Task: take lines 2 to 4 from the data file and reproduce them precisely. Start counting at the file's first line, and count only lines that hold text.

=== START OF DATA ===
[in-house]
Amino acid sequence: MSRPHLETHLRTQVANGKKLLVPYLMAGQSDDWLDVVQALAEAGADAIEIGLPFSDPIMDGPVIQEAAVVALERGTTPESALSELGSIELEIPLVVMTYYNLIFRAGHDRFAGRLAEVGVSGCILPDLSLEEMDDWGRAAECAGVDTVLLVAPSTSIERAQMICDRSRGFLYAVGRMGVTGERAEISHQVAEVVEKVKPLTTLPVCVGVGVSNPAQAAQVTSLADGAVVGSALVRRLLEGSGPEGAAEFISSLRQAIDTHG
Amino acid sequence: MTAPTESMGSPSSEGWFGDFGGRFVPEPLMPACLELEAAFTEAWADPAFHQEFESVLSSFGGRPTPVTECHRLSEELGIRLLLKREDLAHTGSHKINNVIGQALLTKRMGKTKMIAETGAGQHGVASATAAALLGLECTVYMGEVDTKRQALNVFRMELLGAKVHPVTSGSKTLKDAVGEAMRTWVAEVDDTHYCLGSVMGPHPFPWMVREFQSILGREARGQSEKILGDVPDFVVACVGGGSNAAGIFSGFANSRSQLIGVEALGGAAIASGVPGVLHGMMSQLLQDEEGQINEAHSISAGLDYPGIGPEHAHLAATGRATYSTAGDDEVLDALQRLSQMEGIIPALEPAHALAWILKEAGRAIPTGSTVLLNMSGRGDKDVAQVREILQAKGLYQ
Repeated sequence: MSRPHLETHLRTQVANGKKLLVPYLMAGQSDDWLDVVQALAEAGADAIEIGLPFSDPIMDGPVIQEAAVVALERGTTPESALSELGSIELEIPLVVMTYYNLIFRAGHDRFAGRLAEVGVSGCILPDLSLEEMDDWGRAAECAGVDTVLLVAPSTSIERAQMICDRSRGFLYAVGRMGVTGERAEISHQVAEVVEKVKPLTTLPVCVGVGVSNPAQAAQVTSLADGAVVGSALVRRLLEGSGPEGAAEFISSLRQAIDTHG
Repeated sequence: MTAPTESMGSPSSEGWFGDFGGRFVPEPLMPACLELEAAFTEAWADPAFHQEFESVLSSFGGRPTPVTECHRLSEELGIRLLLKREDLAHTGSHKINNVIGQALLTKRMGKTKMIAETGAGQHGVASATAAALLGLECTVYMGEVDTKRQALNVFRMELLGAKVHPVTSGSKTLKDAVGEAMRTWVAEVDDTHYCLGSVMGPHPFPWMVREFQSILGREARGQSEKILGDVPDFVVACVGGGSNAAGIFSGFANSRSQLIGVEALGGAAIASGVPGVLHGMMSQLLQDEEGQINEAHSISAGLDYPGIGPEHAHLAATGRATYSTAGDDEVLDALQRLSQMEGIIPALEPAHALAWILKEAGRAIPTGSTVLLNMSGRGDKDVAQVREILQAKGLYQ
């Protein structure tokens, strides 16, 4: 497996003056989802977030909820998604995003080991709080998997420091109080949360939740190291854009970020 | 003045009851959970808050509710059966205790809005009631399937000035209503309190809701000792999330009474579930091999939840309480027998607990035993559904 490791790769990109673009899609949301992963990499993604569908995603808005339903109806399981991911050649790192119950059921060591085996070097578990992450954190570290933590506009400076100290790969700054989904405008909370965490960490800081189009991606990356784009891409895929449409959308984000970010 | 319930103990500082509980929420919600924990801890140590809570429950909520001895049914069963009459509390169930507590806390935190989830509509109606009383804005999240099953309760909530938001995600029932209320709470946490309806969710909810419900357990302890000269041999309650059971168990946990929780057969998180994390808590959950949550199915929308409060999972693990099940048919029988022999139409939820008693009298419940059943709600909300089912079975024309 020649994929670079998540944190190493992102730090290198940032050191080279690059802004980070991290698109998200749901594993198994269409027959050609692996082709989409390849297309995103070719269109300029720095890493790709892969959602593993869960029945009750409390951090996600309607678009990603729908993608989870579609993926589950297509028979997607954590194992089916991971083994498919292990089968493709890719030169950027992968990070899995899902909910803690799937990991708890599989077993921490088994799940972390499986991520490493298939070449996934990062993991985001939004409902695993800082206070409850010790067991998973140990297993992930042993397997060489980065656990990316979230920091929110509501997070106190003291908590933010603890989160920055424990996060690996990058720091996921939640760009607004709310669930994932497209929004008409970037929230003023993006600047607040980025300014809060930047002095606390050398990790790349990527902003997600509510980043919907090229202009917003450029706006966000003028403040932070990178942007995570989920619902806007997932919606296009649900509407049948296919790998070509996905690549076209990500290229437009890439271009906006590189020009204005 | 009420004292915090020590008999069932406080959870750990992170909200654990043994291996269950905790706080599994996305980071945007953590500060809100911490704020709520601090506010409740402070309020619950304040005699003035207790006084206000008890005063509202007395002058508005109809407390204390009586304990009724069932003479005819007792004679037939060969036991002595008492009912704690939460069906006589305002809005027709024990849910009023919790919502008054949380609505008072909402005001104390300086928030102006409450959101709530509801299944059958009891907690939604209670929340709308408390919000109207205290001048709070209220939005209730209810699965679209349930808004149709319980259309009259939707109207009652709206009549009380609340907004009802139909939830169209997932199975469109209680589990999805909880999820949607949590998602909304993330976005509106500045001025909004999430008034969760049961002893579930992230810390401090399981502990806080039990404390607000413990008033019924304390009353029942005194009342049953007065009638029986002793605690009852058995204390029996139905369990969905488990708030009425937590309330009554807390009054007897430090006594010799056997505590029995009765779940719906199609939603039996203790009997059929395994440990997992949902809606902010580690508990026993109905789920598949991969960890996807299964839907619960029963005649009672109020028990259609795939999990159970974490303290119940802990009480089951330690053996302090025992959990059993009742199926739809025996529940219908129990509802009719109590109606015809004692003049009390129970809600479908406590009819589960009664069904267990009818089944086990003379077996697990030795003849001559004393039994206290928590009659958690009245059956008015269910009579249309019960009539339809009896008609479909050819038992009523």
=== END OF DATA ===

Amino acid sequence: MSRPHLETHLRTQVANGKKLLVPYLMAGQSDDWLDVVQALAEAGADAIEIGLPFSDPIMDGPVIQEAAVVALERGTTPESALSELGSIELEIPLVVMTYYNLIFRAGHDRFAGRLAEVGVSGCILPDLSLEEMDDWGRAAECAGVDTVLLVAPSTSIERAQMICDRSRGFLYAVGRMGVTGERAEISHQVAEVVEKVKPLTTLPVCVGVGVSNPAQAAQVTSLADGAVVGSALVRRLLEGSGPEGAAEFISSLRQAIDTHG
Amino acid sequence: MTAPTESMGSPSSEGWFGDFGGRFVPEPLMPACLELEAAFTEAWADPAFHQEFESVLSSFGGRPTPVTECHRLSEELGIRLLLKREDLAHTGSHKINNVIGQALLTKRMGKTKMIAETGAGQHGVASATAAALLGLECTVYMGEVDTKRQALNVFRMELLGAKVHPVTSGSKTLKDAVGEAMRTWVAEVDDTHYCLGSVMGPHPFPWMVREFQSILGREARGQSEKILGDVPDFVVACVGGGSNAAGIFSGFANSRSQLIGVEALGGAAIASGVPGVLHGMMSQLLQDEEGQINEAHSISAGLDYPGIGPEHAHLAATGRATYSTAGDDEVLDALQRLSQMEGIIPALEPAHALAWILKEAGRAIPTGSTVLLNMSGRGDKDVAQVREILQAKGLYQ
Repeated sequence: MSRPHLETHLRTQVANGKKLLVPYLMAGQSDDWLDVVQALAEAGADAIEIGLPFSDPIMDGPVIQEAAVVALERGTTPESALSELGSIELEIPLVVMTYYNLIFRAGHDRFAGRLAEVGVSGCILPDLSLEEMDDWGRAAECAGVDTVLLVAPSTSIERAQMICDRSRGFLYAVGRMGVTGERAEISHQVAEVVEKVKPLTTLPVCVGVGVSNPAQAAQVTSLADGAVVGSALVRRLLEGSGPEGAAEFISSLRQAIDTHG